When we coach in the nets or a practice match, it is easy for some details to pass us by.
As a result, feedback can often turn into a series of isolated comments, as we move from mistake to mistake.
However, there are methods to pick up some key patterns later on….recording some simple data points! This can help your next session to be more targeted, around each player’s needs!
This is one of my favorite tools for batting coaching: the Impact Point Diagram.
How it works
Every ball faced by the batter is recorded, in terms of where it reached them (high/low; off-side/leg-side) and the kind of shot that was played.
I enter this manually, using a worksheet I created. using this, a coach is able to record:
- Impact points – which balls were played and in which way
- Pitch maps – where each ball pitched (circled balls = wickets or chances)
- Wagon wheels – where each ball was hit (over by over)
I mark the different shot types with symbols. Attacking shots with a solid dot, defensive shots with a circle, deflections with a plus sign, and misses/edges with an exclamation mark.
A completed batting sheet looks something like this!
To turn this data into an easy-to-read image, I replacing the symbols with colors.
BALLS MARKED IN GREEN = attacking shots
BALLS MARKED IN ORANGE = deflected shots
BALLS MARKED IN YELLOW = defended
BALLS MARKED IN RED = misses, edges or wickets
At the end of it all, here is an example of what you get!
What we can learn
By this time we have a complete picture of every ball faced.
Our first priority is to look for patterns in the data.
Trends in the data can be a good thing. For example, if you can see clear areas where the batter attacks, defends or uses the pace of the ball, it is a sign they have “organized” their game.
A pattern can also be a sign that the batter is aware of their strengths and weaknesses. Which balls they choose to block may vary, depending on their style of play.
Take the image above, for example. Judging by the distribution of attacking shots (green dots), this player prefers balls that are a) low, and b) off-side.
The biggest cluster of defended balls are stump high, and OUTSIDE LEG-STUMP. This is interesting, as the batter has chosen to defend many balls that are sliding comfortably down the leg-side.
Why might this be? To me, the most likely reasons are:
a) The batter is BACKING AWAY – and leg-side balls are “following” them
b) The batter is stuck on the crease – neither moving back for more time, or meeting the ball, to clip it away
c) Poor judgement – the batter believes these balls are hitting leg-stump
All of these may result in our batter being cramped for room. This means they are only able to fend these balls away, instead of looking to score around the field.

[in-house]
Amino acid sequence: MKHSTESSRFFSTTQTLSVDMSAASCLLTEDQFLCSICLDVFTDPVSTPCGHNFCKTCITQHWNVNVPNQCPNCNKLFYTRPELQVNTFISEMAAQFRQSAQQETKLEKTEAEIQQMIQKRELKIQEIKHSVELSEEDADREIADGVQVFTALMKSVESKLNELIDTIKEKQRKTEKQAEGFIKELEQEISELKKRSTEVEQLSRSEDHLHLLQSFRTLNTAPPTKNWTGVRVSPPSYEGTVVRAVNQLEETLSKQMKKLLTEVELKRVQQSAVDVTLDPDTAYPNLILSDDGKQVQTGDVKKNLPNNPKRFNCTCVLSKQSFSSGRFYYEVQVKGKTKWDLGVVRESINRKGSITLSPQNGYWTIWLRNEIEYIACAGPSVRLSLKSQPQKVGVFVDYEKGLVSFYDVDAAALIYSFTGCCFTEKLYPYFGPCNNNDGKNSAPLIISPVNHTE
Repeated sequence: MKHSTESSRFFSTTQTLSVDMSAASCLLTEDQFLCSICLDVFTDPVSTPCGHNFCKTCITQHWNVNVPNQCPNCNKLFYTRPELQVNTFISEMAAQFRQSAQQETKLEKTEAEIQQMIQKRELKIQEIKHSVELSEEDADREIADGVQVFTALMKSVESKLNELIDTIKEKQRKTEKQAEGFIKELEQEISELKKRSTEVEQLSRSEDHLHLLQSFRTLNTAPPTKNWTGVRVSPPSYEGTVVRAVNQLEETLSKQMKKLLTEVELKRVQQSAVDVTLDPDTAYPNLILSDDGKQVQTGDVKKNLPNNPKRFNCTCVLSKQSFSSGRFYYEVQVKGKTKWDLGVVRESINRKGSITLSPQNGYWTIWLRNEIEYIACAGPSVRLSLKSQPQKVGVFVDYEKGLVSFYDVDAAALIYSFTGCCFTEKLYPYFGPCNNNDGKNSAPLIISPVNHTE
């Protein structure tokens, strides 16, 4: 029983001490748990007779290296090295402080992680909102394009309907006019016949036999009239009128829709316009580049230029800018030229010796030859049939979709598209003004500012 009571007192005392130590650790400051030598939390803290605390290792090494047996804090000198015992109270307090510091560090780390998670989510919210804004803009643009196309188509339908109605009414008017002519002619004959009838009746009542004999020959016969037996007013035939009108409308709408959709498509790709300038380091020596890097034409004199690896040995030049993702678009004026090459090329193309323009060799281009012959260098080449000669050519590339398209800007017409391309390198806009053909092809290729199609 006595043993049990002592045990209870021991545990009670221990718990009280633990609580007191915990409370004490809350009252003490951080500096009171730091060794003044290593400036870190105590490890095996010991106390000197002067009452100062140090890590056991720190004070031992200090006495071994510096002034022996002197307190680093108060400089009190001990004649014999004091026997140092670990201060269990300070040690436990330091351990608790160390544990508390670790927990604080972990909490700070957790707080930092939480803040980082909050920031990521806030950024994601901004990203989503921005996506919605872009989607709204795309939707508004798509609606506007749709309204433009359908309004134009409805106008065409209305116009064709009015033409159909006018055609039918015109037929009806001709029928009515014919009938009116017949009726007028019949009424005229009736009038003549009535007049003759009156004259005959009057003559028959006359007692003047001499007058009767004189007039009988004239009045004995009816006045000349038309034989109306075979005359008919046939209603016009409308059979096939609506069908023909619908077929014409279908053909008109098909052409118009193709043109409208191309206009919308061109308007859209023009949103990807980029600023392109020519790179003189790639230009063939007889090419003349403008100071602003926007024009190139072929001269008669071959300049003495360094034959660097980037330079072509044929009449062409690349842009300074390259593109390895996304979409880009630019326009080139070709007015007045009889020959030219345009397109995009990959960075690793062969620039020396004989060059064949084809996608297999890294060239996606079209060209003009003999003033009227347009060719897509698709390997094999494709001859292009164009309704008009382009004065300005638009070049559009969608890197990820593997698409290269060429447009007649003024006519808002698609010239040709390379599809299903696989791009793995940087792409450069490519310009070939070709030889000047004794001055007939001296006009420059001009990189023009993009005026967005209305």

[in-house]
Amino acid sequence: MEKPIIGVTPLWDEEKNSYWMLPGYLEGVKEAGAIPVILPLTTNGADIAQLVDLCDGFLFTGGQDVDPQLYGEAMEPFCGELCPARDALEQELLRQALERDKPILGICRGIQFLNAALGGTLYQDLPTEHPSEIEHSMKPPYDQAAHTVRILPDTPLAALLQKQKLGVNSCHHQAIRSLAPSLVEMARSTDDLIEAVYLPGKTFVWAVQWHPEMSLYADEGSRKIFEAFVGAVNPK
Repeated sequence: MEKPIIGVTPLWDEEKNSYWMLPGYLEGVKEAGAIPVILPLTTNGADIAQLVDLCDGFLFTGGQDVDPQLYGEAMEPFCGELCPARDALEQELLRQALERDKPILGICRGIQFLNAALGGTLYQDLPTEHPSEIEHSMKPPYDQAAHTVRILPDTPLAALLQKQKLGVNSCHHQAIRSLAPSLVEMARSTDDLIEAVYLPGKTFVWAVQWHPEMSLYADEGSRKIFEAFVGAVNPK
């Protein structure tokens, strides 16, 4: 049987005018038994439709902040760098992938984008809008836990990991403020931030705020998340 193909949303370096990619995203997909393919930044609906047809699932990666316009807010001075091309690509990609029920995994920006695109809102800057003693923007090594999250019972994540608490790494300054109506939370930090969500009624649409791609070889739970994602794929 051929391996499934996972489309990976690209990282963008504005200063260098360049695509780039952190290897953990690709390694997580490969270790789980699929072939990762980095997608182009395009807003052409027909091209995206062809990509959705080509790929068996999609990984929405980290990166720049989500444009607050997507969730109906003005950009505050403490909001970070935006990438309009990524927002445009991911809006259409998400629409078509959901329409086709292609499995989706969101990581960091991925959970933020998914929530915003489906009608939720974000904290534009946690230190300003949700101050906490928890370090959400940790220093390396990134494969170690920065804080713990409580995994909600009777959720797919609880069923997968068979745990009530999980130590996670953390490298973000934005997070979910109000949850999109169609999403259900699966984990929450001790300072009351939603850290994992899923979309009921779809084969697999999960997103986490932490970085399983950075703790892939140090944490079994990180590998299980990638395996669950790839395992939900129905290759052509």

There can also be negative trends, for instance –
- Clusters of red dots – this highlights a definite weakness
The batter in this image shows signs of reading the ball well. There is clear distinction between which balls are defended and attacked. However, the picture does highlight a clear “weak zone” – full balls outside the off-stump!
Looking at this data, I would guess the batter is not moving fully into position for front foot shots. Balls that bounce at a comfortable height are punished, but balls slightly higher or lower aren’t always.
This is a very common junior batting flaw, and one to look out for. Young players are often unsure why they miss the ball, despite having “moved their feet”.
By practicing PRECISE movement the batter may be able to expand their “strong zone”. Or at least be in a better position to control the late-moving ball.
- placement of front foot
- bending front knee
- moving weight fully towards ball
No correlation is also a potentially negative sign. If there are a mixture of all colors in a particular area, this points towards an uncertain approach.
Young batters are often not sure whether to play, defend or leave. The key to this lies with the very basics – of WATCHING THE BALL.
Plenty of batters aren’t sure exactly where the stumps are at all. This fault can creep in at a surprisingly high level of the game.
This reflects in their shot selection. it can appear random.
OTHER COMMON PATTERNS: the “6 or bust” approach.
Another frequent flaw among young players, is that they are often going hard at the ball, or defending….with nothing in between.
They could convert a lot more balls into run-scoring shots, by using the pace. This is a crucial step between looking good in the nets, and scoring big runs in matches.
In this image (apart from in one area), there is a complete absence of deflected balls.
A mixture of reds and green dots is a sign that the batter is throwing their hands at the ball. Commonly happens when the ball is wide outside off-stump. Young players often prioritize a firm whack, over actually placing the ball.
In nets, it is worth pointing this out to your batters….balls that fly hard into the net may not be effective on the field, and flaws may be masked until its too late to change!